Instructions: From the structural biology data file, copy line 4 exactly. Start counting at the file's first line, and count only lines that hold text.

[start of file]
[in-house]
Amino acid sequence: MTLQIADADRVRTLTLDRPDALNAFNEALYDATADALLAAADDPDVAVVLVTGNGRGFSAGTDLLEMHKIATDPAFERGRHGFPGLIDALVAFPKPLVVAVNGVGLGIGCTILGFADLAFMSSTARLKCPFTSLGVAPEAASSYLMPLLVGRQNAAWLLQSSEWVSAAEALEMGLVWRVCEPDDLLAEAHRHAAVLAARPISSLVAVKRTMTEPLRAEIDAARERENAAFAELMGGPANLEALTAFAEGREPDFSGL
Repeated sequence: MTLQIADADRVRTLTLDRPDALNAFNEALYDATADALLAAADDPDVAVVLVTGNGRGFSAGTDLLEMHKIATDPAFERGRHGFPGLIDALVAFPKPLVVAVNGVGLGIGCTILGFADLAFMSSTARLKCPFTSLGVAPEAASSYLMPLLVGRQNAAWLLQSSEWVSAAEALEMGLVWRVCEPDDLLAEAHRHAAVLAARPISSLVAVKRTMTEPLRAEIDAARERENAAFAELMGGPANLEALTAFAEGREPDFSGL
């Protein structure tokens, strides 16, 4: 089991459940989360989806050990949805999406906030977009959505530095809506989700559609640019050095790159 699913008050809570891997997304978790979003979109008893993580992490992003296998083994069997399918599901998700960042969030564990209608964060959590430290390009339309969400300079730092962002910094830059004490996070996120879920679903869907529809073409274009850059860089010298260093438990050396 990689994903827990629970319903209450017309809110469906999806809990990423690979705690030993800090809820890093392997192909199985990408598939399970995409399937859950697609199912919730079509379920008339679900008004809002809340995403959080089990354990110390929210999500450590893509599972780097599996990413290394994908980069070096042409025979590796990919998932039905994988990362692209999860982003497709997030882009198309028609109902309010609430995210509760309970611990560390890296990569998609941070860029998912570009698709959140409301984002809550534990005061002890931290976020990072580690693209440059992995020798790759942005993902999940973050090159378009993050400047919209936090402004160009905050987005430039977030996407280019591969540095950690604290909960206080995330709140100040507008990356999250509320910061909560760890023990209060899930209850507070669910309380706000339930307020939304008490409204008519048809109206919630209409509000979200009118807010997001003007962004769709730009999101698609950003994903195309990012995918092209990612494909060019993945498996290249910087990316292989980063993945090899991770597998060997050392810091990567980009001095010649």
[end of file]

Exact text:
């Protein structure tokens, strides 16, 4: 089991459940989360989806050990949805999406906030977009959505530095809506989700559609640019050095790159 699913008050809570891997997304978790979003979109008893993580992490992003296998083994069997399918599901998700960042969030564990209608964060959590430290390009339309969400300079730092962002910094830059004490996070996120879920679903869907529809073409274009850059860089010298260093438990050396 990689994903827990629970319903209450017309809110469906999806809990990423690979705690030993800090809820890093392997192909199985990408598939399970995409399937859950697609199912919730079509379920008339679900008004809002809340995403959080089990354990110390929210999500450590893509599972780097599996990413290394994908980069070096042409025979590796990919998932039905994988990362692209999860982003497709997030882009198309028609109902309010609430995210509760309970611990560390890296990569998609941070860029998912570009698709959140409301984002809550534990005061002890931290976020990072580690693209440059992995020798790759942005993902999940973050090159378009993050400047919209936090402004160009905050987005430039977030996407280019591969540095950690604290909960206080995330709140100040507008990356999250509320910061909560760890023990209060899930209850507070669910309380706000339930307020939304008490409204008519048809109206919630209409509000979200009118807010997001003007962004769709730009999101698609950003994903195309990012995918092209990612494909060019993945498996290249910087990316292989980063993945090899991770597998060997050392810091990567980009001095010649």